http://www.iconsofevolution.com/embedJonsArticles.php3?id=1263  

http://www.arn.org/docs/wells/jw_significancepm.htm

More later,

Stephen.

[This message has been edited by Stephanos (01-12-2006 06:47 PM).]

Stephanos
Deputy Moderator 1 Tour
Member Elite
since 07-31-2000
Posts 3496
Statesboro, GA, USA


112 posted 01-12-2006 06:41 PM       View Profile for Stephanos   Email Stephanos   Edit/Delete Message      Find Poems   Click to visit Stephanos's Home Page   View IP for Stephanos

Grinch:
quote:
If someone wants to convince me the earth is flat I want to know the basis of their assumption not obscure arguments why it can’t possibly be round.



Turn that around for a moment.  Imagine yourself as one in the past who believed in a flat earth.  I'm quite sure that many of the arguments for a spherical earth, were exactly as you describe ... not "direct" and irrefutable proof that the earth was round, but increasing difficulties and challenges presented to those who asserted that it was flat.  The overturning of "flat earth" was not all at once.  I have no doubt that many arguments, bringing flat-earth into question, also served as a "wedge" before many people would even consider the possiblity of something else.  


I think something like that is going on with ID.  Of course I don't think that anti-evolutionary arguments are all that ID has to offer ... (I'll try to explain in more detail soon, what it presents as positive evidence for design) ... but, even if that's ALL ID served to do, that would not be a bad thing.  Because if Darwinistic evolution has not really been established, except by "obscure" arguments, dogmatic rhetoric, and dramatically inflated extrapolations, then that would be good to know, regardless of a replacement "theory".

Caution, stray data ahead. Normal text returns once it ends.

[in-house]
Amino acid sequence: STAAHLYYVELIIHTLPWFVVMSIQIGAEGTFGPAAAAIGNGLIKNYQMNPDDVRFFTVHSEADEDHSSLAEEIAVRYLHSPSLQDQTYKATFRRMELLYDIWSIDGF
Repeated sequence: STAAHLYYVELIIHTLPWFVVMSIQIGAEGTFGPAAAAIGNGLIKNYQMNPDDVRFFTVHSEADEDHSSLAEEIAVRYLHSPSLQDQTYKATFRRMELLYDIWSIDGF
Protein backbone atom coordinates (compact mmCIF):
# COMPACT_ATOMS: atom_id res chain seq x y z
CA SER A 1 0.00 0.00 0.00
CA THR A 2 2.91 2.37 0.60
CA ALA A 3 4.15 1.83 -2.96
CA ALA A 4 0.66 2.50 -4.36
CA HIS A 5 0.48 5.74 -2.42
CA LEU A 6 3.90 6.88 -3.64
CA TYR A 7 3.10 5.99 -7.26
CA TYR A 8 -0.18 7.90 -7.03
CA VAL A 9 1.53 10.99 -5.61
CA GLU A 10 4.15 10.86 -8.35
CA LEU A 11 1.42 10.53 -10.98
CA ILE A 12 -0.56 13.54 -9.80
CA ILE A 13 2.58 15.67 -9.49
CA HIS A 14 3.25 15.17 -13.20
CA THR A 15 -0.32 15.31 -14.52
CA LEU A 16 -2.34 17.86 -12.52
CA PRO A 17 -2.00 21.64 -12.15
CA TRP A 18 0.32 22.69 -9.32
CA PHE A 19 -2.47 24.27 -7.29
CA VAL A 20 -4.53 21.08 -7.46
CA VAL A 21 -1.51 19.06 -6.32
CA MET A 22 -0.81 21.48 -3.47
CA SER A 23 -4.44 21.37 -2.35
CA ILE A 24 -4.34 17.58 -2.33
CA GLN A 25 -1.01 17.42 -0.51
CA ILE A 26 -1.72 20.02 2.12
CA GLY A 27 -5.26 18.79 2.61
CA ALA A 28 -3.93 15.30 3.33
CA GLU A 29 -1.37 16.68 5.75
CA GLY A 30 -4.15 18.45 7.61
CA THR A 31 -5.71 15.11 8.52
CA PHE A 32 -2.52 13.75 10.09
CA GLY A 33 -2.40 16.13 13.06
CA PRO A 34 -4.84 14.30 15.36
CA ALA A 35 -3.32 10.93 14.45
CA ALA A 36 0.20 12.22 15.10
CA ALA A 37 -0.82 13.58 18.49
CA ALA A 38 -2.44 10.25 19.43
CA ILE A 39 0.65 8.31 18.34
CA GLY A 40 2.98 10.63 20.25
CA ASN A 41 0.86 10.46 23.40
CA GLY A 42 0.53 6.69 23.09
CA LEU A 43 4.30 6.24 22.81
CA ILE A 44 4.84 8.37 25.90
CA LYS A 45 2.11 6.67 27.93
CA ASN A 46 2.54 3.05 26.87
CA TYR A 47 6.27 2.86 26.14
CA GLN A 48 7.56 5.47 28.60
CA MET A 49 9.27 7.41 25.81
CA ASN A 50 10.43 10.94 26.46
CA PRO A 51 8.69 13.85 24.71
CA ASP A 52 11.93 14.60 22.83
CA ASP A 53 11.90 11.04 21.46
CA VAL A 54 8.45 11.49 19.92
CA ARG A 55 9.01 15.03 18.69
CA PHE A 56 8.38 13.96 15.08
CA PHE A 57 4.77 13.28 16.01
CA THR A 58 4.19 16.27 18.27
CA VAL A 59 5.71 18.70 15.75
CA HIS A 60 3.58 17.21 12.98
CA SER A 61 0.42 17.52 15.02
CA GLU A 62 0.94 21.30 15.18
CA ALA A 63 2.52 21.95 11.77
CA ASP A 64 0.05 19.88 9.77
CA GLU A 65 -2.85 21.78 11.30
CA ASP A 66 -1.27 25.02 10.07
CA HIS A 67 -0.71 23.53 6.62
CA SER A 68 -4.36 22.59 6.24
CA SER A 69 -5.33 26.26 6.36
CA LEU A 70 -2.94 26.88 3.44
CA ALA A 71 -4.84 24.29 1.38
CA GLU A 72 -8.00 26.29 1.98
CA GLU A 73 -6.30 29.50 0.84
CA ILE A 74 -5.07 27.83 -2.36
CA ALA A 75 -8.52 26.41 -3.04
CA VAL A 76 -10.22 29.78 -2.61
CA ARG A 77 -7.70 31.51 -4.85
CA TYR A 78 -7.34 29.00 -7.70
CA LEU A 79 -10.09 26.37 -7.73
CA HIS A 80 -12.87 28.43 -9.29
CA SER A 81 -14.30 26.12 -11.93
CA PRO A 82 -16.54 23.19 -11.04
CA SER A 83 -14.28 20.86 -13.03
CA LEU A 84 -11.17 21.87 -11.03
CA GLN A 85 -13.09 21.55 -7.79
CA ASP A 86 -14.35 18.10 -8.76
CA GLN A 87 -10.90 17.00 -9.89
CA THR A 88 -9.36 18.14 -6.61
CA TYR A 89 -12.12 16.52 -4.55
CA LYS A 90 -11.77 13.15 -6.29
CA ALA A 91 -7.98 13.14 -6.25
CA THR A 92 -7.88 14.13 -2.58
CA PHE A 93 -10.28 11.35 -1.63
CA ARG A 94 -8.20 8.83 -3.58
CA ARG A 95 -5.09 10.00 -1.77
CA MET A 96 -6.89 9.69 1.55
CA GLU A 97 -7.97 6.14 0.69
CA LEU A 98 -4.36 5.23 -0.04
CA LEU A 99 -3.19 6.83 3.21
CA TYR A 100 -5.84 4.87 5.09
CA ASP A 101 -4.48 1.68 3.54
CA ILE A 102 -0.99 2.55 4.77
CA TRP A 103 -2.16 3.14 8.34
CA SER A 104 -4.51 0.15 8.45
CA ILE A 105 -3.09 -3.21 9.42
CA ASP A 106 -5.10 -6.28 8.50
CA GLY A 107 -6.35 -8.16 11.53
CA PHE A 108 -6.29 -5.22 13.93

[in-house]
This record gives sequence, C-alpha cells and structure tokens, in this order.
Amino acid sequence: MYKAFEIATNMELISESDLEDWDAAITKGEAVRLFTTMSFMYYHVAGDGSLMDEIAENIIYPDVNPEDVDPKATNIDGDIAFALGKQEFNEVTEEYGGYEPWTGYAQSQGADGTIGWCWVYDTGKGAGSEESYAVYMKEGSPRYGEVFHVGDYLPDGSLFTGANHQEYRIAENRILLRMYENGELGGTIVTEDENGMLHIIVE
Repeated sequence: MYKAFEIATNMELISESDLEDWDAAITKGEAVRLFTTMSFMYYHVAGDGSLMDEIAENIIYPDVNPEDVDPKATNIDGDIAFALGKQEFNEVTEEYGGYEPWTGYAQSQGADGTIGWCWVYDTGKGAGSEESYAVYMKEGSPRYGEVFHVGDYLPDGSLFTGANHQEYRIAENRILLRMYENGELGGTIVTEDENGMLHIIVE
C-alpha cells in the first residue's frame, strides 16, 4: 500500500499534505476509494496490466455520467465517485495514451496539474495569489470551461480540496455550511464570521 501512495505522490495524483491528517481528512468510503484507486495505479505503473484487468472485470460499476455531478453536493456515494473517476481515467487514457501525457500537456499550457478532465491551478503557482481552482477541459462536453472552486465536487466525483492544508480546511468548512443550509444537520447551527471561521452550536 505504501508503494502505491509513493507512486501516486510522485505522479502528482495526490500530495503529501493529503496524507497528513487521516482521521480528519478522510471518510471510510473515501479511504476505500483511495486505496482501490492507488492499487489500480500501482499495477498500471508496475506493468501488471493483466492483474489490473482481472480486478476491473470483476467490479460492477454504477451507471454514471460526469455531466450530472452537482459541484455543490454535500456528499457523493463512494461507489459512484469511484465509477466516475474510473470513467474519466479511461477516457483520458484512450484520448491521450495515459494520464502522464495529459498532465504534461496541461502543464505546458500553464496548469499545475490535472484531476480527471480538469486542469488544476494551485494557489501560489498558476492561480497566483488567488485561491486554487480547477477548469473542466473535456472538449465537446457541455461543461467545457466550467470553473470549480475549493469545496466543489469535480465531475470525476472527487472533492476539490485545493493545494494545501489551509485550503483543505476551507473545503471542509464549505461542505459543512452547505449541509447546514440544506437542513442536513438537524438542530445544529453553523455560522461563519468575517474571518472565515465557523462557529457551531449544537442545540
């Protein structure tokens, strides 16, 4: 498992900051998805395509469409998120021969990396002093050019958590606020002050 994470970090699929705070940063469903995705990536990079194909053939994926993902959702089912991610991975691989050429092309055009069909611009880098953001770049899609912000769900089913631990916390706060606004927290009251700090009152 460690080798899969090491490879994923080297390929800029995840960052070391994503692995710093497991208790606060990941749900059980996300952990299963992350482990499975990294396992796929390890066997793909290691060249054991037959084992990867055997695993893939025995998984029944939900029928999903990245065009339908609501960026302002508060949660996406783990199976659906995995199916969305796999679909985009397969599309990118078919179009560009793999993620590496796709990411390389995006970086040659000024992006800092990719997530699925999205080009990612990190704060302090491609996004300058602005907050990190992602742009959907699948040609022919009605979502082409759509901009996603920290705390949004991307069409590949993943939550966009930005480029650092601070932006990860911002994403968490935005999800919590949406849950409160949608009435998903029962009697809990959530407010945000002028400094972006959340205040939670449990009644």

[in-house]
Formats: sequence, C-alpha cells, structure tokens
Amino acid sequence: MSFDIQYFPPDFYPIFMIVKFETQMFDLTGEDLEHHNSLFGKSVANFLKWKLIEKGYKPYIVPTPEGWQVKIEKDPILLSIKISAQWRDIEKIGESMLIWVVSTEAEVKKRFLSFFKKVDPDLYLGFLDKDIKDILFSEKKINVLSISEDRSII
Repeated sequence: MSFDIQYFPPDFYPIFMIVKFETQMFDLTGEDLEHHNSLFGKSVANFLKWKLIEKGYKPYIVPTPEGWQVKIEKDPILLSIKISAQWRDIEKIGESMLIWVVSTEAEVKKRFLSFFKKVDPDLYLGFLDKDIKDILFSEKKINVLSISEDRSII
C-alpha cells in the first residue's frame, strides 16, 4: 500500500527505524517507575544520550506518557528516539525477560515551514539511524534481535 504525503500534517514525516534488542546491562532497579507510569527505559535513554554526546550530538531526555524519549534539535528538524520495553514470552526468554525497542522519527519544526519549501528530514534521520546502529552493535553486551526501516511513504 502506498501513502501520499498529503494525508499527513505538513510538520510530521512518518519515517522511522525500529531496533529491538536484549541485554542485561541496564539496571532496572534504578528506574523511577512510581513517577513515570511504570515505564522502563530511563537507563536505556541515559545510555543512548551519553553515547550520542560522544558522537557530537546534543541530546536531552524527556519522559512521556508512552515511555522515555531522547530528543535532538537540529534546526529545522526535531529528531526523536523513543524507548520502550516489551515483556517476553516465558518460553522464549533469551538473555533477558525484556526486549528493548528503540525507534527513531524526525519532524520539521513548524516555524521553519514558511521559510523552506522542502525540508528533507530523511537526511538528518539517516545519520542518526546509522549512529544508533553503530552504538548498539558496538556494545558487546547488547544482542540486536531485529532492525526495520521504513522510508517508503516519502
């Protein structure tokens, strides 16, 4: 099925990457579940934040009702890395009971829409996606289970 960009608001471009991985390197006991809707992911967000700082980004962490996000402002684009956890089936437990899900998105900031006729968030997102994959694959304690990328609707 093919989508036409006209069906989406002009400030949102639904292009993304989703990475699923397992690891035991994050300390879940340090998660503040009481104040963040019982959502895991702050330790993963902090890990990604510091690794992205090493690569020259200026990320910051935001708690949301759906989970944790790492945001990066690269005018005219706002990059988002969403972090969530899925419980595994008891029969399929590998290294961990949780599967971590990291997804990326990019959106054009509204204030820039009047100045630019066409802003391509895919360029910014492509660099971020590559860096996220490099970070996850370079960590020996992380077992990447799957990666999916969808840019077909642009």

quote:
If someone wants to convince me that evolution through natural selection can explain the diversity of life on earth I want to hear the basis of that assumption



Me too!  I would like to hear something other that this:  ... Since we know some small scale change occurs by genetic mutation and natural selection, it MUST be the explanation behind such things as morphology, complex organ functions, and differing species.


There is no scientifically documented intermediary between reproduction by cell division, and sexual reproduction.  But the Gap is ENORMOUS if evolution occurs by small incremental steps (each providing the organism with a functional advantage), as Darwin proposed.  What good is a half of a genitalia?  There is nothing in this area of consideration presented, in scientific journals, other than grotesque speculation.  (However, I'd be willing to read anything that you could point me to).  


But I really have no problem with all of that.  Just call it what it is ... faith, creative imagination, devotion to an idea or philosophy, a belief in miracles ... a hypothesis even.  But don't call it scientifically established fact.

That's what the "wedge" means to me ... an effort to dislodge the dogmatic status of Evolution, with proper criticism, questions, challenges.  There's nothing wrong or deceptive about this ... only a question of whether the individual arguments hold any weight.  When something claiming to be scientific, becomes a tautology, a self complacent orthodoxy, it's a good thing to attempt to show it as such.  Sometimes such a paradigm has to be challenged in it's own grounds before people can open their minds to other ideas.


And that's a good function of ID, whatever else they might have to say about evidence for design.  Remember how I said that Cinderella should be able to know whether or not the boot fits, regardless of the advent of glass slippers?  And if ID is doing anything, it's at least showing that the boot isn't fitting.
  


Stephen.  
Grinch
Member Elite
since 12-31-2005
Posts 2710
Whoville


113 posted 01-13-2006 05:16 PM       View Profile for Grinch   Email Grinch   Edit/Delete Message      Find Poems  View IP for Grinch


Stephanos,

“I'll try to explain in more detail soon, what it presents as positive evidence for design”

I look forward to reading it, meaningful debate is easier if opposing viewpoints and the evidence for such are clearly stated - proving your own position is far easier than criticising the opposition. The danger in relying on criticism is that your own premise goes unproved and unnoticed.

I’ll even do you a deal, you state the arguments for ID and present the evidence that supports it without reference to evolution and I’ll post an argument against Darwinian evolution.

Brad
Member Ascendant
since 08-20-99
Posts 5896
Jejudo, South Korea